If you want to learn how to work in the Majolica Method of decorating you can do it through this web or buy my digital book in Internet. Go to: The Majolica Method
Densimeter is an instrument, like a thermometer, made to measure the density of a liquid substance; this is only necessary if it is important for your work to be uniform in its glaze-base. One of the attractive things about hand-made work consists precisely in the small differences, their non-uniformity. It is mainly used to measure glaze-bases and colors. A thin one gives an antique look, allowing a slight redness of the bisque to show through; a thick one gives a whiter, more industrial texture.
Dewatering: clay is made from earth, the earth is made up of water and clay and dewatering is to separate one from the other. It can be laid out in the sun, left on top of an absorbent surface such as brick or wood or passed through a cloth bag. Put the clay on to a piece of square material, which has a large weave to let the water run out, pull up the four corners, tie them together and hang it up over a bucket. In the past, large brick outdoor sieves were used so the water could run back into the ground. A potter tossed and turned it until it had the right density, then sieved and made it into plastic clay. This is now done by manufacturers and most potters buy prepared clay.
Diamond cutter has this name because it was originally made with a diamond. It has a “T” shape and at the top in the middle there is a stone with a very sharp and strong point. It is used to work on what has been glaze fired to scratch off dirty marks and lumps and to force a small indent, which is useful when drilling holes into glazed work, as it stops the drill from slipping.
Read more about: Drilling Holes
Die plates are small metal disks, round and flat and with different cut out spaces. They are attached to the mouth of clay extruders. Clay is pressed through and comes out as a coil with the outside circumference the shape of the die. It can be cut in slices, laid flat to form a pattern or used for handles, etc. The tools they are used with are known by the names of wad mill, dod box or extruder which is the name mostly used.
Read more about: Extruder (2) Manual
Dimpled glaze is a glaze surface with tiny holes that look as if they were produced by pressing the point of a pin into it; these are considered a glaze imperfection which can be caused by firing too quickly. Another cause can be a rough surface of bisque; the glaze sinks into the spaces leaving a dimple or indent.
es: VAJILLAClick on the title to see more images
Dinner set is all the pieces of china needed for a main meal. A dinner set is made up for 12 people and has two sections, table plates which are different types of plates made for each guest and service plates which are the ones prepared to bring food to the table.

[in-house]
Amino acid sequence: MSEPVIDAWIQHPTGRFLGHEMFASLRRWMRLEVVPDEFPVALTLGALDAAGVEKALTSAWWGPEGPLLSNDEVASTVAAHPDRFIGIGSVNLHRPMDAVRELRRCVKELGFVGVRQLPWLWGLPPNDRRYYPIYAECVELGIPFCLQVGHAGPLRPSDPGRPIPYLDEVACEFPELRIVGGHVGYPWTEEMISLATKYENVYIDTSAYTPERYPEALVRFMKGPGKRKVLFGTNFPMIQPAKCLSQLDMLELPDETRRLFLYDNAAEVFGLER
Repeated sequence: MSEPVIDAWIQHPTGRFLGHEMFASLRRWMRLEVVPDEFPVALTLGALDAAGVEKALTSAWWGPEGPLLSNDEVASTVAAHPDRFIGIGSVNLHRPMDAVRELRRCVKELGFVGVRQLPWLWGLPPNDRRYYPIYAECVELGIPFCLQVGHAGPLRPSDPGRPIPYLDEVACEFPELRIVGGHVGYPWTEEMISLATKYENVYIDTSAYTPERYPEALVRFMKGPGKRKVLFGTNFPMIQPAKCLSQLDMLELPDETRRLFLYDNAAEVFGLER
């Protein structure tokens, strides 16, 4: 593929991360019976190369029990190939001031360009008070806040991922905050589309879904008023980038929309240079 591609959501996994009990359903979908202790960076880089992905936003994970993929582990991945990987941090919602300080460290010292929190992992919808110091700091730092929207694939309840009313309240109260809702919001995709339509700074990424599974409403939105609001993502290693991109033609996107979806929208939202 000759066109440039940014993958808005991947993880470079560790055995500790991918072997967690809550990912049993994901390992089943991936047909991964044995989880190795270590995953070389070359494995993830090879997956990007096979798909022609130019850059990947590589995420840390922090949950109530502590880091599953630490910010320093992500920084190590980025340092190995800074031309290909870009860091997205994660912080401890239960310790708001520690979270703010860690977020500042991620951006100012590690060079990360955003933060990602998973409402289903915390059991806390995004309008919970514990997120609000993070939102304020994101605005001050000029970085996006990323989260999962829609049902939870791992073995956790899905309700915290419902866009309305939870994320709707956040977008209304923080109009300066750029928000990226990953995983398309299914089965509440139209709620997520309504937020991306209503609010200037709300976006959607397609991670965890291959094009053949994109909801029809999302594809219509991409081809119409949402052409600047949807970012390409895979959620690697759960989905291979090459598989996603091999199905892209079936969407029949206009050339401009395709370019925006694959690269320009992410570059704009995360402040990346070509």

Dipping is applying a glaze-base, color or slip onto a piece of pottery by immersing it into a liquid.
Inside: fill up a jug with the liquid, pour it inside what you are decorating, filling it to the top, then tip out the unwanted glaze.
Outside: put your fingers inside the neck of the jar to hold it, dip it into the glaze, so it is immersed up to the top of the outside wall. Lift it out and allow the surplus glaze to run off. Put it to one side and leave it to dry, then clean the foot-ring and sign it and repair any part that is dirty or damaged.
Dipping is the most common way of applying glaze and slips to plates, jars and lids, it is good for small pieces as shown in the two photos that are from the section: Read more about: Molding – Press molding – Stage (3)
There is another method of dipping which is much better, the difference is that you hold the pieces horizontally but not vertically and dip them completely into the glaze-base. With tiles you apply it by pouring, to learn about these methods: Read more about Glaze-Base applying by dipping plates, jar and lids / Glaze-Bases applying by pouring on to tiles
Dish is a shallow plate, with the edges gently slanting upwards to stop liquids from running off. It can be thrown, molded or built up. They are usually made with a mold. They are made in different shapes, square, rectangular, etc., using a drop or hump mold. Read more about: Bowl
Disk cutters or markers are used to cut or mark circles of different diameters onto flat clay and can either be bought or handmade. You need a flat disk of wood, about 6cm in diameter, plus a thin bar of wood. It should be about 2 cm wide, but can be any length and should have holes drilled through it at the distances required.
One end is attached to the centre of the disk so that it can be moved round. Clay is rolled out and the disk is put on top. Push a narrow sharp instrument through the appropriate hole, and by rotating the arm you can cut or mark the circle.